What’s one of the most effective ways to keep a national secret, or cover up an insidious government agenda, or dupe the masses into a state of obedience?
Conspiracy theorists purport that is it the Hollywood machine, as movies provide us with ‘harmless’ entertainment, a little bit of thought-provocation, and a shit load of subliminal messages. For example, if the government is hiding the truth about extraterrestrials, then Hollywood is at the centre of the subterfuge releasing films such as Independence Day or War of the Worlds that represent extra-terrestrials as a threat to the human race. If the population fears an alien invasion, then it inevitably turns to the government for safety and protection, thereby valorizing both the power of the State and its attempts to cover up the truth. If aliens do exist, then our fear-based reaction is that we don’t want to know. Fictionalized or not, sometimes the best way to hide a secret is in plain view: on our TV screens.
The Matrix is often held to be a movie about truth and enlightenment. Here’s the premise of the movie in a nutshell: in a post-apocalyptic earth, the freethinking minds of human beings are enslaved by machines and inhabit a false reality: the ‘matrix’. Neo, played by Keanu Reeves, is the ‘one’ who is destined to see the matrix for what it is and bring enlightenment to the world. Many metaphors have been drawn from this movie, equating the matrix to our own ‘reality’ of thought-control through the media; but if we follow the conspiracy theorist’s belief that Hollywood — one of the most powerful, influential, lucrative institutions in America — is part of the ideological apparatus that maintains the status quo, then how can we believe that such films as The Matrix point to any sort of liberating truth, when they are a very part of the Hollywood machine itself?
The movie is by no stretch of the imagination an underground or independent film: it was produced by Warner Brothers, one of the biggest players in the Hollywood oligarchy, and it was the highest grossing film released in 1999, grossing $463,517,383 worldwide. In the early 2000's, Keanu Reeves was the highest paid actor in Hollywood for its two sequels, The Matrix Reloaded and The Matrix Revolutions, both of which were shit compared to the first film and a clear example of cashing in on its success.
And so the movie is very much part of the Hollywood machine that keeps the masses in check: is it really as liberating and ground breaking as we think, or simply part of the government-Hollywood agenda of mind control as much as other Hollywood movies that represent the version of ‘reality’ that America wants us to see? What also interests me is how the movie is pertinent to us right now, twenty-one years after its initial release, as we endure the worldwide coronavirus crisis. But first we need to understand two interrelated themes that run throughout the film: the themes of simulation and mass surveillance.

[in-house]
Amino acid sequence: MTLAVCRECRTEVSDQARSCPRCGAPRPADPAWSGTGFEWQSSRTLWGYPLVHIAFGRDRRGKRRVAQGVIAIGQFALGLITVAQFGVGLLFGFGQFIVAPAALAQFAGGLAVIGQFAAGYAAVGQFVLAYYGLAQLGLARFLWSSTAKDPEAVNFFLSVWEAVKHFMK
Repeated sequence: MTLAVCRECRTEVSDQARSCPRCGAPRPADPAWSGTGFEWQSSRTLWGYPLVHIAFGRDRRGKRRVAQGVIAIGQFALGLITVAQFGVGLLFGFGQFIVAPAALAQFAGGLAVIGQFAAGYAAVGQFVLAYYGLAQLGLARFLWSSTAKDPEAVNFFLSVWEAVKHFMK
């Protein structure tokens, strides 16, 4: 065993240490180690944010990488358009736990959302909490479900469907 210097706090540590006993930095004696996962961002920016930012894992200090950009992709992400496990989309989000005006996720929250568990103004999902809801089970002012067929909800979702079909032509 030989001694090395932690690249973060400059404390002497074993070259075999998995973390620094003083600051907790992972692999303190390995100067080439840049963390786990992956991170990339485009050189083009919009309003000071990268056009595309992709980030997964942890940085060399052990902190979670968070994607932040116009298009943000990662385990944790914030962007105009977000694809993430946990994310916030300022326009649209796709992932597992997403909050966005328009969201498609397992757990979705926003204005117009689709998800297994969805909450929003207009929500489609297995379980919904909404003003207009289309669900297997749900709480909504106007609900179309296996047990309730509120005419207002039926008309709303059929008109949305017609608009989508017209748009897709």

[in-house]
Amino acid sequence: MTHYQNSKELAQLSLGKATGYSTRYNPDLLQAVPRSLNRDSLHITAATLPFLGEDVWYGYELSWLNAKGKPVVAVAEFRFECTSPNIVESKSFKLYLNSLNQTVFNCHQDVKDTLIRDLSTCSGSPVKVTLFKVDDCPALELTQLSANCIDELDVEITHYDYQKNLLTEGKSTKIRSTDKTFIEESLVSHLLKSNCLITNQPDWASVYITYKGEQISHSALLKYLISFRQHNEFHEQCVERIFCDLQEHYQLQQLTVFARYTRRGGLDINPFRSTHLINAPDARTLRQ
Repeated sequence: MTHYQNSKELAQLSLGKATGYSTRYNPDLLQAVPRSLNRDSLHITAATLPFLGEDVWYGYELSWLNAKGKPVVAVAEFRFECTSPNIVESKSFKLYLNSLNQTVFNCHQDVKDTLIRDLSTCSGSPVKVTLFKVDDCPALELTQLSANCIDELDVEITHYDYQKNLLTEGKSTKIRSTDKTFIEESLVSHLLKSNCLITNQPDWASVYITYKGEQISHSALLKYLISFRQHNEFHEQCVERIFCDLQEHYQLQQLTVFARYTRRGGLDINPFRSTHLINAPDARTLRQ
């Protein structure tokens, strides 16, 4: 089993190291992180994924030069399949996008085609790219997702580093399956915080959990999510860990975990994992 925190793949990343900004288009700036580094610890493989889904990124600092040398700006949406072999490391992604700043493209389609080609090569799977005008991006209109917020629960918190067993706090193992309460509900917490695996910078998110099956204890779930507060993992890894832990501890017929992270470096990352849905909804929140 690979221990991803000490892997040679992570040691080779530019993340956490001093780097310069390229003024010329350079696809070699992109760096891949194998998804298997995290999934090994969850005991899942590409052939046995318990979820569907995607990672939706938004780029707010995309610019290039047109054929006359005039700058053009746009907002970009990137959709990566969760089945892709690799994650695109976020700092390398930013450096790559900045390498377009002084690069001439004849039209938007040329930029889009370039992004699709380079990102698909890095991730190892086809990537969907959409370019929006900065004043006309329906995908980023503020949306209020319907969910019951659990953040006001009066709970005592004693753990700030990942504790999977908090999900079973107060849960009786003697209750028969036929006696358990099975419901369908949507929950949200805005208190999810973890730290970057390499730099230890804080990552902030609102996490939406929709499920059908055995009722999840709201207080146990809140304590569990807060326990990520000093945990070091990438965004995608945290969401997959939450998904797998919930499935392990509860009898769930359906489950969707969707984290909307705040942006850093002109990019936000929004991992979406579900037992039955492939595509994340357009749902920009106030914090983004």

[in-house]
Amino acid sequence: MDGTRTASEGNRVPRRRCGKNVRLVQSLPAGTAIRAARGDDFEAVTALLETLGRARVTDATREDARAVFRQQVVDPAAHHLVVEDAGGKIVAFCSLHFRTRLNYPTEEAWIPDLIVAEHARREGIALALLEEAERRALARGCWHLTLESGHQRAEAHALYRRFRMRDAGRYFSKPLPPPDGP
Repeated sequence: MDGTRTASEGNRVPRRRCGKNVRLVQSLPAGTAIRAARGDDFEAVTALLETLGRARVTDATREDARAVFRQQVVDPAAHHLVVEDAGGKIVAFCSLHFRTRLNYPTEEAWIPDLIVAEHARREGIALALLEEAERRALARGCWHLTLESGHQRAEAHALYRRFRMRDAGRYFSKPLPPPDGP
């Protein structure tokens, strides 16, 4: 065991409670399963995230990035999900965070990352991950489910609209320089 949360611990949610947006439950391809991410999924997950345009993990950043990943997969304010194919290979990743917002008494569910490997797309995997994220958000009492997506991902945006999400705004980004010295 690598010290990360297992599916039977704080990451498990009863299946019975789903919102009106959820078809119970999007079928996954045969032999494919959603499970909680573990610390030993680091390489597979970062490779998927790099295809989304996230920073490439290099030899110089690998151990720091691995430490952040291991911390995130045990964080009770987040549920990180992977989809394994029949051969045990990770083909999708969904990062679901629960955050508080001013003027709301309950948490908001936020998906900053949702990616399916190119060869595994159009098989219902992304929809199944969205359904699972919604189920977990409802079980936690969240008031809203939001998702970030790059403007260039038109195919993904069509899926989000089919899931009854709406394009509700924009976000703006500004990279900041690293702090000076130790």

The Matrix is essentially about false, constructed, or simulated realities. Many scholars and critics have linked to the film to the book Simulacra and Simulation by French philosopher Jean Baudrillard, who defines the concept of simulation as “the generation by models of a real without origin or reality: a hyper-real”. The matrix is essentially an ersatz ‘reality’ generated by machines: it is “the desert of the real”; a constructed reality which provides all the signs of the real but which is itself a non-reality, a ‘hyper-reality’, a dream world.
Ideologically, the film itself is an eclectic synthesis of disparate cultural elements including Eastern mysticism, Western mythology, existentialist philosophy, and Christian ethics. Aesthetically, the film is a patchwork of film noir, science fiction, cyberpunk, martial arts, and the spaghetti Western. The idea that the film is a syncretic, composite art form is related to the postmodernist concept that contemporary Western ‘culture’ is a hybrid construct or ‘simulation’ of diverse cultural facets characterised by the ubiquity of mass media and informational systems. As an amalgam of multiple discourses, the film itself is a reflexive embodiment of that which it purportedly critiques: it is a discursive simulation that it is without a single origin. The notion of a synthetic reality is constructed in the film in multifarious conceptual, technical and practical ways. For instance, in order to represent the dichotomy of the ‘real’ world and the simulated world of the matrix, different design styles are deployed: the simulated world of the matrix is precise, monolithic and mathematical, much like a machine would assemble it; and the use of grid-like patterns on the walls, ceiling and floor of almost every indoor set in the matrix world represents its systematic and symmetrical design, conveying a sense of artificial control.
This idea of simulated realities is related to theories on ideological control as espoused by the French historian and philosopher Michel Foucault, namely his concept of Panopticism, or thought control through systems of surveillance. This is where the relevance to coronavirus becomes clearer.